Opinion

Sound Off: Bumps in the road project

By Dave Chesson

We can certainly understand Mr. Pacher’s frustration (Sound Off, Oct. 20) with the long summer of construction on State Route 20 in south Oak Harbor. We too have been frustrated by the unforeseen challenges and bad weather that have delayed this project.

Our goal is to improve safety for drivers on SR 20 in south Oak Harbor — a critical route for drivers on Whidbey Island. In the five years leading up to construction, we saw 169 collisions along this stretch of roadway, including numerous injury collisions and three fatalities. This project is designed to reduce the risk of serious collisions.

We straightened two curves where we have seen the majority of run-off-the-road collisions. We also lowered the crest of two hills (one by six feet, the other by two-and-a-half feet) where we have seen the majority of rear-end collisions. Flattening the hills gives drivers a better view as they approach Swantown Road from the south, where traffic often backs up at the signal and catches drivers by surprise as they crest the hill.

Though these changes may seem minor, we have seen significant results from similar projects in other locations. For instance, last year we realigned a road and lowered a hill on SR 20 between Troxell and Cornet Bay roads. During the three years leading up to construction we saw an average of eight collisions resulting in seven injuries per year. In the first year after the hill was cut, we saw five collisions resulting in only two injuries.

As you might imagine, coordinating a project of this size on such a busy highway is a difficult task that requires a lot of planning and many adjustments along the way. As Mr. Pacher mentioned, we originally planned to fully close SR 20 and detour all traffic for two 58-hour periods. However, our contractor suggested a revised plan that would allow drivers to keep using the highway during construction, and allow crews to finish the majority of the work earlier in the summer.

We saw a lot of advantages to this plan. With both lanes open during the day and only one lane closed at night, local drivers and tourists would still be able to use the highway during the summer. Completing most of the work earlier in the summer also gave us a chance of completing the project in one season and gave us extra time in case we ran into challenges during construction. Under our original plan, the highway would have remained shut down beginning with the Monday morning commute if we ran into problems during the weekend closures.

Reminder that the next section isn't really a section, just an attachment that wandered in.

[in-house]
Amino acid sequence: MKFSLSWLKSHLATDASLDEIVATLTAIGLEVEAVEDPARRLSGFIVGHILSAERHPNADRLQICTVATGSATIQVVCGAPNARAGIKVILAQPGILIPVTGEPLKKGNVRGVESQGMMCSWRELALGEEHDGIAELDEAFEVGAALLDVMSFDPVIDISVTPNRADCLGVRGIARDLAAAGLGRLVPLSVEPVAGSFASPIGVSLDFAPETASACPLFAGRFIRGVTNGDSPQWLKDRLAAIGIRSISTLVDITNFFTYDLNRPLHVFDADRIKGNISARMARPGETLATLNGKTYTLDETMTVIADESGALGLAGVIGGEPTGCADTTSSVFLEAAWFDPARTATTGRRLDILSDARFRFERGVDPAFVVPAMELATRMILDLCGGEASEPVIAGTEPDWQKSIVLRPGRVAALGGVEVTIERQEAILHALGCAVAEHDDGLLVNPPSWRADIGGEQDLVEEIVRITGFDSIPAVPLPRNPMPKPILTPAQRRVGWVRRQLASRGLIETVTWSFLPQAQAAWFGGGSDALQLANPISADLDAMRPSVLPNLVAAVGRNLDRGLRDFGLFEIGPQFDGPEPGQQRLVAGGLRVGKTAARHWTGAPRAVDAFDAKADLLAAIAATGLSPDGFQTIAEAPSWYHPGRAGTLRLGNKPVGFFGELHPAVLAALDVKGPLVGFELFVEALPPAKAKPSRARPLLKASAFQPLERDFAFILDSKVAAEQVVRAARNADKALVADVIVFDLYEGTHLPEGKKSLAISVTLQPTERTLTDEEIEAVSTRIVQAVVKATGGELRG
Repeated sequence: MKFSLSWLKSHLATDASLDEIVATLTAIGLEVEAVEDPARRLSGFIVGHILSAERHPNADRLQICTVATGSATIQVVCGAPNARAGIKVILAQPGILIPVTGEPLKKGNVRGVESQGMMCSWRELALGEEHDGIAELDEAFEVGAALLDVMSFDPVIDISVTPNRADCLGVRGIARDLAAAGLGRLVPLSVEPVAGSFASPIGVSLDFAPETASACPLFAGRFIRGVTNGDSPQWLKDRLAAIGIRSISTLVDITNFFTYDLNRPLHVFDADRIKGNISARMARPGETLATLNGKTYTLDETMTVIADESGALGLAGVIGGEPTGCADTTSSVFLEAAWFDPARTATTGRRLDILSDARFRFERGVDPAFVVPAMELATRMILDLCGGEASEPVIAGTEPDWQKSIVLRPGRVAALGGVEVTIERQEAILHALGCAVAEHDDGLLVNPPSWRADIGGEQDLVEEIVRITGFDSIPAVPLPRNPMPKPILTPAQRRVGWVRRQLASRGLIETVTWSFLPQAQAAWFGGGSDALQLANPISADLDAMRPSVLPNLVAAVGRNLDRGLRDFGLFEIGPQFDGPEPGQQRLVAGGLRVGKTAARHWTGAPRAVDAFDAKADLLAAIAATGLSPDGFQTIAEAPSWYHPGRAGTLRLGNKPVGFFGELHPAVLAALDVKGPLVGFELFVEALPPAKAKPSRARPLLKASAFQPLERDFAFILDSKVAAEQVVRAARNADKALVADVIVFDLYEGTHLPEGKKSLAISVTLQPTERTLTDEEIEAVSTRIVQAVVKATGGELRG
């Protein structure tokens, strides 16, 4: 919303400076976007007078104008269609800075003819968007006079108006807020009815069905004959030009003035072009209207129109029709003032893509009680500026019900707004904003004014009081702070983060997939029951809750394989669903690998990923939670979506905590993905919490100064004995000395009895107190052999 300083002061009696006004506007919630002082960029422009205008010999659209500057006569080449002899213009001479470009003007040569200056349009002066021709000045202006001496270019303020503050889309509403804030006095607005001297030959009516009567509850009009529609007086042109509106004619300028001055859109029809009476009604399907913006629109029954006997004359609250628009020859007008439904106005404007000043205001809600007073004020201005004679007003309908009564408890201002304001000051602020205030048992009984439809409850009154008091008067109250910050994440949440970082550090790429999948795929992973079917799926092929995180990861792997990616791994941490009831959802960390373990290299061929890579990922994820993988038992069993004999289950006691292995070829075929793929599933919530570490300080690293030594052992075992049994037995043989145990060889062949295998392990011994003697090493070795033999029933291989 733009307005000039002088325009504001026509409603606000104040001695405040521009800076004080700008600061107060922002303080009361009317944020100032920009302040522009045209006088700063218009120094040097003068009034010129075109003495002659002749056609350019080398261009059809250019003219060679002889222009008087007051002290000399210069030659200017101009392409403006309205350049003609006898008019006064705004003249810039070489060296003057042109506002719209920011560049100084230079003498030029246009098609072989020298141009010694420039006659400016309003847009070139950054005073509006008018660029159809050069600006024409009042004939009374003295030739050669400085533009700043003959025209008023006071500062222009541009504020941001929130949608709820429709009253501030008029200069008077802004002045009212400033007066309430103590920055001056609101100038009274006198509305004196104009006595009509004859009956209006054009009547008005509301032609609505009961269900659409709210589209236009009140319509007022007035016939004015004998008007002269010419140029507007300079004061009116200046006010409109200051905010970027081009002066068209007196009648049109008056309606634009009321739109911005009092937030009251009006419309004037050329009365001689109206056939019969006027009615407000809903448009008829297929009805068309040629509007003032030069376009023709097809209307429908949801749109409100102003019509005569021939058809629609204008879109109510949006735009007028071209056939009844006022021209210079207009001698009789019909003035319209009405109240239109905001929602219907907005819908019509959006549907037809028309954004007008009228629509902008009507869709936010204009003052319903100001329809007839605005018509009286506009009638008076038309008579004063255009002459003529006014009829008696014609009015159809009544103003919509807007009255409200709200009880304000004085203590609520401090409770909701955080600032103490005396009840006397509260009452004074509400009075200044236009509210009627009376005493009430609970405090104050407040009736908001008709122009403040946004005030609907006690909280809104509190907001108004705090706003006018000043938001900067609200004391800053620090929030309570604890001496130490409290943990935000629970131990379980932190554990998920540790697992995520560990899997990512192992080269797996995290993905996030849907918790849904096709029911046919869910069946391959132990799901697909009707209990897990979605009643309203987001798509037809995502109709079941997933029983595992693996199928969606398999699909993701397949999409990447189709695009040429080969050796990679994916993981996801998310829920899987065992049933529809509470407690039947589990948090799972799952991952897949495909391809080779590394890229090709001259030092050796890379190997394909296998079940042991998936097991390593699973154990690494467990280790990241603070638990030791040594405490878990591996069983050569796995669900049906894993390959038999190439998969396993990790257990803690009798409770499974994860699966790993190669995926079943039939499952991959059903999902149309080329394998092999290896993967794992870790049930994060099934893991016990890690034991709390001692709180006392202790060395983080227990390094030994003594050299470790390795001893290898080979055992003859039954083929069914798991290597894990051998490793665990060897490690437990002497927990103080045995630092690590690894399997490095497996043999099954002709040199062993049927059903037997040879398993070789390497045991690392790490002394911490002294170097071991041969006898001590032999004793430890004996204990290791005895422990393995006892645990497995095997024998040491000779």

On the down side, this revised plan left the road bumpy and dusty for two full weeks. We also were late opening lanes in the morning on several occasions, inconveniencing morning commuters. We ran into other surprises that added time. Crews got a late start on the project because they had to wait for the utility companies to move power poles along SR 20. Utility crews were pulled off the job several times to fix damage from last winter’s storms. During construction, we uncovered unexpected soil conditions that required us to revise some of our plans.

All these delays meant that we were unable to finish paving the road this summer. We ground the pavement edges in preparation for paving on Sept. 17. This left drivers with several bumps to negotiate daily. We needed eight warm and dry nights to finish paving. But the weather didn’t cooperate, and by Oct. 22, we had only three nights of the work completed. We can understand drivers’ frustration. We were frustrated too.

Despite the setbacks we experienced, we believe the contractor did everything in their power to complete this work this summer, ahead of the original schedule. Their revised plan allowed us to keep traffic moving during construction and gave us the time we needed to complete the majority of the work before we got rained out. Had we started later, and been confined to weekends, we might not have gotten the hill cutting completed at all. Unfortunately, the weather did not fully cooperate, and we must postpone paving until next spring. Leaving the job incomplete will cost the contractor money and time next spring when they have to return to complete the work. To make the road safe for winter driving, we have smoothed out the pavement edges and are in the process of painting lane striping.

We know that many daily commuters have been inconvenienced by this project and we thank them for their patience. We are confident that when the project is complete next spring, we will see fewer serious collisions along this busy stretch of SR 20. If you have questions or comments about this or any WSDOT project, I hope you will share them with us. I can be reached weekdays at 360-757-5970.

Dave Chesson, WSDOT

Communications, Burlington.

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